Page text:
Too bad you hadn't known where to find a financial planner who wasn't selling financial stuff. And made use of that person's skills.

A few dollars invested there might have saved you not only a substantial number of dollars ... but a good measure of heartache, too.

Most financial planners can sell usually only a few of the large number of systems that are available.

I prefer to manage my own money.

Good wishes for better results in future.

ole joyful

    Bookmark   July 26, 2007 at 7:55AM
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I am sorry you lost your money to a corrupt broker. At least this woman lost her license. I hope you are able to recover some of your money.

Thank you for mentioning the name of the brokerage. I have a friend who is invested with them. I will share this information with them.

When we first came into some money, we had little experience with stocks, etc and looked for an advisor. We made appointments to talk with several different types of "professionals". Brokers, CFP's, accountants. Before we contacted anyone, we tried to educate ourselves as much as possible so we would know what to expect (and avoid). We read many financial books and surfed the internet for information before making our first appointment. It was interesting.

The source of information that proved the most helpful was the book "Brokerage Fraud-What Wall Street Doesn't Want You to Know"-by Tracy Pride Stoneman and Douglas J. Schulz.

The authors have experience as a)securities attorney/Judge/NASD-SYSE arbitrator and b) expert witness for securities fraud cases. The sleeve of their books states " Very often, financial services professionals fail to tell you about the dark side of the brokerage firm business, the investments they recommend, the handling of your accounts, and what you can do about it. The secrets and insights presented in this book will help ensure that you become a better-and better invested-consumer."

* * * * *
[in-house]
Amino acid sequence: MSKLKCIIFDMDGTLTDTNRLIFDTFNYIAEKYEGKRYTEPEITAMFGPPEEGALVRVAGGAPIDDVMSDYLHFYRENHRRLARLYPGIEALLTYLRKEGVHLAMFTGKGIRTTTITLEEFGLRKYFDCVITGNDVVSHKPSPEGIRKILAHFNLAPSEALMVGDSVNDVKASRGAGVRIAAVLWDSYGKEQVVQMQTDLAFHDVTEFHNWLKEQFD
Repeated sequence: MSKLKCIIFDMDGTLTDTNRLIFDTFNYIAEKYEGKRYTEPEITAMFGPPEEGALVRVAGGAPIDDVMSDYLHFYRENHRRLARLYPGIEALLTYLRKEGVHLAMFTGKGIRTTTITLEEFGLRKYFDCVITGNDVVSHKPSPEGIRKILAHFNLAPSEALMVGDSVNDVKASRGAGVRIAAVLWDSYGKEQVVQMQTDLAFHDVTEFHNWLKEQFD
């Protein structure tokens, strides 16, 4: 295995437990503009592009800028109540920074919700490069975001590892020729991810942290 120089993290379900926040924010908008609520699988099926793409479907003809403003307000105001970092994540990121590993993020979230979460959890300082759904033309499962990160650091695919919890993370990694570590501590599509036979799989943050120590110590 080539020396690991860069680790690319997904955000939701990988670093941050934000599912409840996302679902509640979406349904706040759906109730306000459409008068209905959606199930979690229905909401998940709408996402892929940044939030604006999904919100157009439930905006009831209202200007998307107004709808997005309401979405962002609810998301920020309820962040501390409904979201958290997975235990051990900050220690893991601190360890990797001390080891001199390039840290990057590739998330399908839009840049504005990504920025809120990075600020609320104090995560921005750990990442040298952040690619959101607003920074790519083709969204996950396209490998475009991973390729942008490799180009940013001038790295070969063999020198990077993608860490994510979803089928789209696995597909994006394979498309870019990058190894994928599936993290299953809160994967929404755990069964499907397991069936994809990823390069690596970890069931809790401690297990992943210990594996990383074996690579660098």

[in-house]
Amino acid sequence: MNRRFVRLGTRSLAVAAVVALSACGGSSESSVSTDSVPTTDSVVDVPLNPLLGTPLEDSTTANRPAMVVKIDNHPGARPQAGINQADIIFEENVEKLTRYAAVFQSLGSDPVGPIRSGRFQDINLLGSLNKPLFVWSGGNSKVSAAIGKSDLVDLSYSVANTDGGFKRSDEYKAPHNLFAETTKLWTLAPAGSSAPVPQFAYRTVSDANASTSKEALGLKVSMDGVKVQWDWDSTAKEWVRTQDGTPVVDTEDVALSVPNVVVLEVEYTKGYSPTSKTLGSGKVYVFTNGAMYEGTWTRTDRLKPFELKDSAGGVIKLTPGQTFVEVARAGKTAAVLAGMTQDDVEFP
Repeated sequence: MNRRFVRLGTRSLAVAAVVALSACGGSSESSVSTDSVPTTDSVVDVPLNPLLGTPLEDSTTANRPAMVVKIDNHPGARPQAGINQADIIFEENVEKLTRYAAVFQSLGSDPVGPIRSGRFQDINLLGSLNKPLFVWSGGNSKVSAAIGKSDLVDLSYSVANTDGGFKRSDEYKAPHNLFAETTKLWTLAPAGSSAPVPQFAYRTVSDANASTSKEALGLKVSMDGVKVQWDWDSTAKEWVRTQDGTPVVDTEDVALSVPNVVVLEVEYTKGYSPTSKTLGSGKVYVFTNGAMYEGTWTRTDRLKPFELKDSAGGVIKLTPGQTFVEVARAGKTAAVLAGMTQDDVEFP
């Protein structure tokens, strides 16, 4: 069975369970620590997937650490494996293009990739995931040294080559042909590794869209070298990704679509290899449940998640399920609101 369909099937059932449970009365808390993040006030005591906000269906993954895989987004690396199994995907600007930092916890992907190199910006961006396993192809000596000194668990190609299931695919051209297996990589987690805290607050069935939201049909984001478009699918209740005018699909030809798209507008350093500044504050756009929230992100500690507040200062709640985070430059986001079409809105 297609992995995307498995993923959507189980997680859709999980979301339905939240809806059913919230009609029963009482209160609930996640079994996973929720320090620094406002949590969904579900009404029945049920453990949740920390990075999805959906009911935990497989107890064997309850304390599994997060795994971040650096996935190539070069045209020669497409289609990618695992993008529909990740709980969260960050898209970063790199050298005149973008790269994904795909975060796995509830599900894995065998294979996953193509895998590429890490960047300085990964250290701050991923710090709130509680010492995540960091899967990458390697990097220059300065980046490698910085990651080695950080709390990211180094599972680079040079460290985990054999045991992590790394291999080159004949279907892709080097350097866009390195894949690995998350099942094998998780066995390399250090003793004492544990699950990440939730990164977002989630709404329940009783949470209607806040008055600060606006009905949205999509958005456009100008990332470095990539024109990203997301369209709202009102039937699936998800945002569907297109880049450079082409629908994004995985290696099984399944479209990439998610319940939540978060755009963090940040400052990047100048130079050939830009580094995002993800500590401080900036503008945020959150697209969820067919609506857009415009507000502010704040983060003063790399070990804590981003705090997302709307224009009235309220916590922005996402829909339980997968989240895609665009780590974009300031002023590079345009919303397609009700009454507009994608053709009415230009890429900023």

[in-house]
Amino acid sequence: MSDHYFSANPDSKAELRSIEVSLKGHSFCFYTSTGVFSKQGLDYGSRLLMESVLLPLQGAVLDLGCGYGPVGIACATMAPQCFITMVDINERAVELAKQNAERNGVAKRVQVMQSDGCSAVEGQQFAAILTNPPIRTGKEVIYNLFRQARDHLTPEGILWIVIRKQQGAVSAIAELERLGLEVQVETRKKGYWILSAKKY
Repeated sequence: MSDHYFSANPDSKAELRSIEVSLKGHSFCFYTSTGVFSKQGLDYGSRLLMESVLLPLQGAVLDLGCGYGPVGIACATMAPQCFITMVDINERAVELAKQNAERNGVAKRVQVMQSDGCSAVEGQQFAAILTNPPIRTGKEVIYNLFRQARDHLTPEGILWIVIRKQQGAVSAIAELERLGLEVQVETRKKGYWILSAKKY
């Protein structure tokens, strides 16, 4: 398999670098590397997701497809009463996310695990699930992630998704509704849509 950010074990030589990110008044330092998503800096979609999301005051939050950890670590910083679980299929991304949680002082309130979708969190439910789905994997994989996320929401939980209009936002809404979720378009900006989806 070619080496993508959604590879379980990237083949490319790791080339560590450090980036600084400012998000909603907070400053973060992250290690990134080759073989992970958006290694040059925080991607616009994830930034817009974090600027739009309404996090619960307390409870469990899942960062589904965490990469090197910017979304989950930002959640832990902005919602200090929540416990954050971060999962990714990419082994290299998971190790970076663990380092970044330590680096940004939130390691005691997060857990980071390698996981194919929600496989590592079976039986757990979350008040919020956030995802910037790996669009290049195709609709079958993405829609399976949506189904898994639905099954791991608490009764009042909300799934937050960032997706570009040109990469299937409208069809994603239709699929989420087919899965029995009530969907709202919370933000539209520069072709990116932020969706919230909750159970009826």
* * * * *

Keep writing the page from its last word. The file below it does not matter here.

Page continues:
Before you entrust ANY more money to brokers, etc., you might want to check this book out from your local library as well as visit the following person's website for some very good information about keeping control of YOUR money. Best of the Web
E.F. Moody Jr. With 3250 pages and 1650 links, the site bills itself as the "largest and most comprehensive independent financial site ... - 24k -
(read the link-How to Find a Financial Planner)

Here is a story that recently appeared in the Motley Fool. Best of luck to you and thanks for sharing your story.

Beware of Brokers Bearing Annuities

By Buz Livingston, CFPWed Jul 25, 5:12 PM ET

The first baby boomers are making plans for retirement, with their 401(k) plans stuffed with savings. In response to the pending onslaught of soon-to-be retirees, the insurance industry has metamorphosed into "retirement planning." However, it's promoting marketing techniques designed more to generate sales than to expand investors' holdings.

Companies offering variable annuities, including Hartford (NYSE: HIG - News) and the John Hancock division of Manulife (NYSE: MFC - News), often add extra features, also known as riders. Agents like these provisions, since they sound good and help win over risk-averse customers. But they often prove completely unnecessary, adding nothing to the value of the annuity or its eventual payout.